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Snake venoms are rich sources of biologically active proteins and polypeptides. Three-finger toxins are non-enzymatic proteins present in elapid (cobras, kraits, mambas and sea snakes) and colubrid venoms. These proteins contain four conserved disulfide bonds in the core to maintain the three-finger folds. Although all three-finger toxins have similar fold, their biological activities are different. A new three-finger toxin (hemachatoxin) was isolated from Hemachatus haemachatus (Ringhals cobra) venom. Its amino acid sequence was elucidated, and crystal structure was determined at 2.43 Å resolution. The overall fold is similar to other three-finger toxins. The structure and sequence analysis revealed that the fold is maintained by four highly conserved disulfide bonds. It exhibited highest similarity to particularly P-type cardiotoxins that are known to associate and perturb the membrane surface with their lipid binding sites. Also, the increased B value of hemachotoxin loop II suggests that loop II is flexible and may remain flexible until its interaction with membrane phospholipids. Based on the analysis, we predict hemachatoxin to be cardiotoxic/cytotoxic and our future experiments will be directed to characterize the activity of hemachatoxin.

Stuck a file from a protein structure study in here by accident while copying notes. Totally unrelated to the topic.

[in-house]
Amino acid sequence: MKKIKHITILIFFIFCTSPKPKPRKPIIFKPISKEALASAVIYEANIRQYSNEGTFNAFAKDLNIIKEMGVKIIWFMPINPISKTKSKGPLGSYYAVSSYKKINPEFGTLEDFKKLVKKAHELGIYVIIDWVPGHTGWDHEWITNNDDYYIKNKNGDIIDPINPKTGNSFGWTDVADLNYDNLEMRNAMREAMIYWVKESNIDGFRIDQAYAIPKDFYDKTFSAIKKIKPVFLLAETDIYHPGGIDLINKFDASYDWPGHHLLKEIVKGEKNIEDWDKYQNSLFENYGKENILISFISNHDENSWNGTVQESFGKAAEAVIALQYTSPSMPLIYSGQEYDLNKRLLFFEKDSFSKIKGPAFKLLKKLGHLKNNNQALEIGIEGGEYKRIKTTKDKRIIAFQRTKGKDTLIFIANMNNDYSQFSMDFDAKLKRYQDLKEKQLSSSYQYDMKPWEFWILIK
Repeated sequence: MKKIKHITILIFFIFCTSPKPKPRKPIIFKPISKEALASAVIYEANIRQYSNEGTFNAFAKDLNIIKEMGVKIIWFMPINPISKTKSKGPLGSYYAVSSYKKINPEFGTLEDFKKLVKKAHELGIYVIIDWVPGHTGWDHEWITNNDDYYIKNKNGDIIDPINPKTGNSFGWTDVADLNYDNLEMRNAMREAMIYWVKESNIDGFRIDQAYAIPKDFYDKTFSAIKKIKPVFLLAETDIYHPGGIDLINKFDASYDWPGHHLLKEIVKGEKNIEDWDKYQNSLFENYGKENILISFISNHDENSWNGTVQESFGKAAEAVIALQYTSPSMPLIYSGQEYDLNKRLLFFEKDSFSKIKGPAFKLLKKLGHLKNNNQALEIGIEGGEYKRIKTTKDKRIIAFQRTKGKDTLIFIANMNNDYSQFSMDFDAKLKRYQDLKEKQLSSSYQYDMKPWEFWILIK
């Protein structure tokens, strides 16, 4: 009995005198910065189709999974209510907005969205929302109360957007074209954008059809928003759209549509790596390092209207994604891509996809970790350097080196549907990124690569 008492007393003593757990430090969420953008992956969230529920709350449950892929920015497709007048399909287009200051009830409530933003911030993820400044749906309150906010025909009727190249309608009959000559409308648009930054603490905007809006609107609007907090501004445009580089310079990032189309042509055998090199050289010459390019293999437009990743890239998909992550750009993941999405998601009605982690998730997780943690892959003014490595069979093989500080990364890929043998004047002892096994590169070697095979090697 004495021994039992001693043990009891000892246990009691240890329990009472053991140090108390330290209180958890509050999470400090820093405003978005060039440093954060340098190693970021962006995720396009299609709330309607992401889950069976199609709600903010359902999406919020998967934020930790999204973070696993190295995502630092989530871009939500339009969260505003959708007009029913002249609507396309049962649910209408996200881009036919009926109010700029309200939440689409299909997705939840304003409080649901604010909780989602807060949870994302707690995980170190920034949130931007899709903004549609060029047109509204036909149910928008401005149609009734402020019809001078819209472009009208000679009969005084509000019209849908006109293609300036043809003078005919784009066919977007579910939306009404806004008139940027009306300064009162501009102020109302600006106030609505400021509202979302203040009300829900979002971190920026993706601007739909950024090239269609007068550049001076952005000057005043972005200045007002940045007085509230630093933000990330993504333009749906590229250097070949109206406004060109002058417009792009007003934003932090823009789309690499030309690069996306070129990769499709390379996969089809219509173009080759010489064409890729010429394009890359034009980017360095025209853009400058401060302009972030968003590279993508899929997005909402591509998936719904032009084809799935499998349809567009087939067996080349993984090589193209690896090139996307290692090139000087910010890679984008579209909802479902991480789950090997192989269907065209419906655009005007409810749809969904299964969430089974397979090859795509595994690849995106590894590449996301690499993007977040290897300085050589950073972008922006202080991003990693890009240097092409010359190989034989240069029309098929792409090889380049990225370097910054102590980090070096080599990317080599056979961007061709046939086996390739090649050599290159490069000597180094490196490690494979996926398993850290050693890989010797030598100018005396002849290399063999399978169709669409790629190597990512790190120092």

© 2012 Girish et al. This is an open-access article distributed under the terms of the Creative Commons Attribution License, which permits unrestricted use, distribution, and reproduction in any medium, provided the original author and source are credited.
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VCU Biochemistry and Molecular Biology Publications